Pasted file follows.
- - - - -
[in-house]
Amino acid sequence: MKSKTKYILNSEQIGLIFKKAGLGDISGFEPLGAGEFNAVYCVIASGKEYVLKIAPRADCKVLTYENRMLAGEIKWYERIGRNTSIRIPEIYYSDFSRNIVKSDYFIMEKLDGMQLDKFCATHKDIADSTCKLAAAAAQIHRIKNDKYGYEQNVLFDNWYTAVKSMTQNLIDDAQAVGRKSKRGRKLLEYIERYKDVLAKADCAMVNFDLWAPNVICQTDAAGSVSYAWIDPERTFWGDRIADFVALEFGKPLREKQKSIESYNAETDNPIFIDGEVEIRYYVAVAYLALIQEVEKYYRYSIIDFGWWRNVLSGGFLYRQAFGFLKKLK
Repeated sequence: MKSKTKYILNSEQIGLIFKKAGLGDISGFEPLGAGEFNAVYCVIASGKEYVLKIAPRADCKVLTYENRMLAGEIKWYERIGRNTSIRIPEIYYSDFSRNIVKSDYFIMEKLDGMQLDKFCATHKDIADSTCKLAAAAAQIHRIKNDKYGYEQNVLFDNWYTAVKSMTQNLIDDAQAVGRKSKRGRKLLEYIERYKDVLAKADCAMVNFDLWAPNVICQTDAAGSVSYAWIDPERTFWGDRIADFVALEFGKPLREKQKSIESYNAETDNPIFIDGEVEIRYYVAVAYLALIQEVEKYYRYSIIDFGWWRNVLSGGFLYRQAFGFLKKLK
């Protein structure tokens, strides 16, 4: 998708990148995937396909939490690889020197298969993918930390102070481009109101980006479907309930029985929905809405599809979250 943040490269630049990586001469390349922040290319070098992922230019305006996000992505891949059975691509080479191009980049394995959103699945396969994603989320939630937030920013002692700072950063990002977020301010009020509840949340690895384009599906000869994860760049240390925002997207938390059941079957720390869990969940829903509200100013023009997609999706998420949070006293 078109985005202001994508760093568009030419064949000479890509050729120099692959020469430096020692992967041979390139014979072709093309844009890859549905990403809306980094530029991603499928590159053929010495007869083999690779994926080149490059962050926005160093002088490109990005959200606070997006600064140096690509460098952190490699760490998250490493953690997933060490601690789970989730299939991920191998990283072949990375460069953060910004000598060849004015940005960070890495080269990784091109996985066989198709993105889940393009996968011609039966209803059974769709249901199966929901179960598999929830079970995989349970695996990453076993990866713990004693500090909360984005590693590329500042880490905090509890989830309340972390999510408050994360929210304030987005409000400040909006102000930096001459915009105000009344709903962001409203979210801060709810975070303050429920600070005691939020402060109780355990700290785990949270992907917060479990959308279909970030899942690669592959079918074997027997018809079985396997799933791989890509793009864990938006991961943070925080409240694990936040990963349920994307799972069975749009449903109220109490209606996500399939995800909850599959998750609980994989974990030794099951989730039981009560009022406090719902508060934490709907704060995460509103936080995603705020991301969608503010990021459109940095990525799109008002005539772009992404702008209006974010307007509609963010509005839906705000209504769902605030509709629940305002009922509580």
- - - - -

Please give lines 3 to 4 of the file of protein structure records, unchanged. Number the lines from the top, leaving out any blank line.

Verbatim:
Repeated sequence: MKSKTKYILNSEQIGLIFKKAGLGDISGFEPLGAGEFNAVYCVIASGKEYVLKIAPRADCKVLTYENRMLAGEIKWYERIGRNTSIRIPEIYYSDFSRNIVKSDYFIMEKLDGMQLDKFCATHKDIADSTCKLAAAAAQIHRIKNDKYGYEQNVLFDNWYTAVKSMTQNLIDDAQAVGRKSKRGRKLLEYIERYKDVLAKADCAMVNFDLWAPNVICQTDAAGSVSYAWIDPERTFWGDRIADFVALEFGKPLREKQKSIESYNAETDNPIFIDGEVEIRYYVAVAYLALIQEVEKYYRYSIIDFGWWRNVLSGGFLYRQAFGFLKKLK
């Protein structure tokens, strides 16, 4: 998708990148995937396909939490690889020197298969993918930390102070481009109101980006479907309930029985929905809405599809979250 943040490269630049990586001469390349922040290319070098992922230019305006996000992505891949059975691509080479191009980049394995959103699945396969994603989320939630937030920013002692700072950063990002977020301010009020509840949340690895384009599906000869994860760049240390925002997207938390059941079957720390869990969940829903509200100013023009997609999706998420949070006293 078109985005202001994508760093568009030419064949000479890509050729120099692959020469430096020692992967041979390139014979072709093309844009890859549905990403809306980094530029991603499928590159053929010495007869083999690779994926080149490059962050926005160093002088490109990005959200606070997006600064140096690509460098952190490699760490998250490493953690997933060490601690789970989730299939991920191998990283072949990375460069953060910004000598060849004015940005960070890495080269990784091109996985066989198709993105889940393009996968011609039966209803059974769709249901199966929901179960598999929830079970995989349970695996990453076993990866713990004693500090909360984005590693590329500042880490905090509890989830309340972390999510408050994360929210304030987005409000400040909006102000930096001459915009105000009344709903962001409203979210801060709810975070303050429920600070005691939020402060109780355990700290785990949270992907917060479990959308279909970030899942690669592959079918074997027997018809079985396997799933791989890509793009864990938006991961943070925080409240694990936040990963349920994307799972069975749009449903109220109490209606996500399939995800909850599959998750609980994989974990030794099951989730039981009560009022406090719902508060934490709907704060995460509103936080995603705020991301969608503010990021459109940095990525799109008002005539772009992404702008209006974010307007509609963010509005839906705000209504769902605030509709629940305002009922509580």